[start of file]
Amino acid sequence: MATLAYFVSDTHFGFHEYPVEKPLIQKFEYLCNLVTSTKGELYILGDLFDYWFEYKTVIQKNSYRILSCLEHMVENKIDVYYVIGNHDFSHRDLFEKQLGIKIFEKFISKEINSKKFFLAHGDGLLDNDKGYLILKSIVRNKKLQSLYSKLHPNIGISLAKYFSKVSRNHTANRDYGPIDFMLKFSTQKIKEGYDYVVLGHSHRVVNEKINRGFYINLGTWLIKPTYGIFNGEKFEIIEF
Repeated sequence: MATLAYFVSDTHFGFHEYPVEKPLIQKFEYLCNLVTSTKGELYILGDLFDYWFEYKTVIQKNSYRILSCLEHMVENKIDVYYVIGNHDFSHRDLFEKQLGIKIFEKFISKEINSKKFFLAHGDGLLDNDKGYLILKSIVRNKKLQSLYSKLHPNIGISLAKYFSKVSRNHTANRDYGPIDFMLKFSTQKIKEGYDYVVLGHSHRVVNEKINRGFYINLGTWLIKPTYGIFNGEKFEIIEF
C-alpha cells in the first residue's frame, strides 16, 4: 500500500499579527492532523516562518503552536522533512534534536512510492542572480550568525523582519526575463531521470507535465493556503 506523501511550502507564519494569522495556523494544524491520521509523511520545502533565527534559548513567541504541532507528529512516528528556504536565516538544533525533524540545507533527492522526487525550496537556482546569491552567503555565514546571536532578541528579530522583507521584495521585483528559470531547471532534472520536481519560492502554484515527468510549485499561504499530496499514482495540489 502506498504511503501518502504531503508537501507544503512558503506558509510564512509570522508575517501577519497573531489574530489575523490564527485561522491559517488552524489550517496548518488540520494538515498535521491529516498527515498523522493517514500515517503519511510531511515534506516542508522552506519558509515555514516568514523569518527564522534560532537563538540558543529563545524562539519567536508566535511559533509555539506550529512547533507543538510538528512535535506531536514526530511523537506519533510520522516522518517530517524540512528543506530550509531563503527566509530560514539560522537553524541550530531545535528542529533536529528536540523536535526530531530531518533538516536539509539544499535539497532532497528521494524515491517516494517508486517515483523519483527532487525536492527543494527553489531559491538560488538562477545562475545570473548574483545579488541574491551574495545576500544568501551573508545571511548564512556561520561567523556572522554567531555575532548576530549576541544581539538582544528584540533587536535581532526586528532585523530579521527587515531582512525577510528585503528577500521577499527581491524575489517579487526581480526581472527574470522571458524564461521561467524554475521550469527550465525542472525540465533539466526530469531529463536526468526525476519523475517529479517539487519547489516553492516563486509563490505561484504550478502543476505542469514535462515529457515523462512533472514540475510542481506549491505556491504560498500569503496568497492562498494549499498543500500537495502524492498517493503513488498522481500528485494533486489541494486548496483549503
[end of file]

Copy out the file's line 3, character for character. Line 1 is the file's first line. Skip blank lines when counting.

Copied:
C-alpha cells in the first residue's frame, strides 16, 4: 500500500499579527492532523516562518503552536522533512534534536512510492542572480550568525523582519526575463531521470507535465493556503 506523501511550502507564519494569522495556523494544524491520521509523511520545502533565527534559548513567541504541532507528529512516528528556504536565516538544533525533524540545507533527492522526487525550496537556482546569491552567503555565514546571536532578541528579530522583507521584495521585483528559470531547471532534472520536481519560492502554484515527468510549485499561504499530496499514482495540489 502506498504511503501518502504531503508537501507544503512558503506558509510564512509570522508575517501577519497573531489574530489575523490564527485561522491559517488552524489550517496548518488540520494538515498535521491529516498527515498523522493517514500515517503519511510531511515534506516542508522552506519558509515555514516568514523569518527564522534560532537563538540558543529563545524562539519567536508566535511559533509555539506550529512547533507543538510538528512535535506531536514526530511523537506519533510520522516522518517530517524540512528543506530550509531563503527566509530560514539560522537553524541550530531545535528542529533536529528536540523536535526530531530531518533538516536539509539544499535539497532532497528521494524515491517516494517508486517515483523519483527532487525536492527543494527553489531559491538560488538562477545562475545570473548574483545579488541574491551574495545576500544568501551573508545571511548564512556561520561567523556572522554567531555575532548576530549576541544581539538582544528584540533587536535581532526586528532585523530579521527587515531582512525577510528585503528577500521577499527581491524575489517579487526581480526581472527574470522571458524564461521561467524554475521550469527550465525542472525540465533539466526530469531529463536526468526525476519523475517529479517539487519547489516553492516563486509563490505561484504550478502543476505542469514535462515529457515523462512533472514540475510542481506549491505556491504560498500569503496568497492562498494549499498543500500537495502524492498517493503513488498522481500528485494533486489541494486548496483549503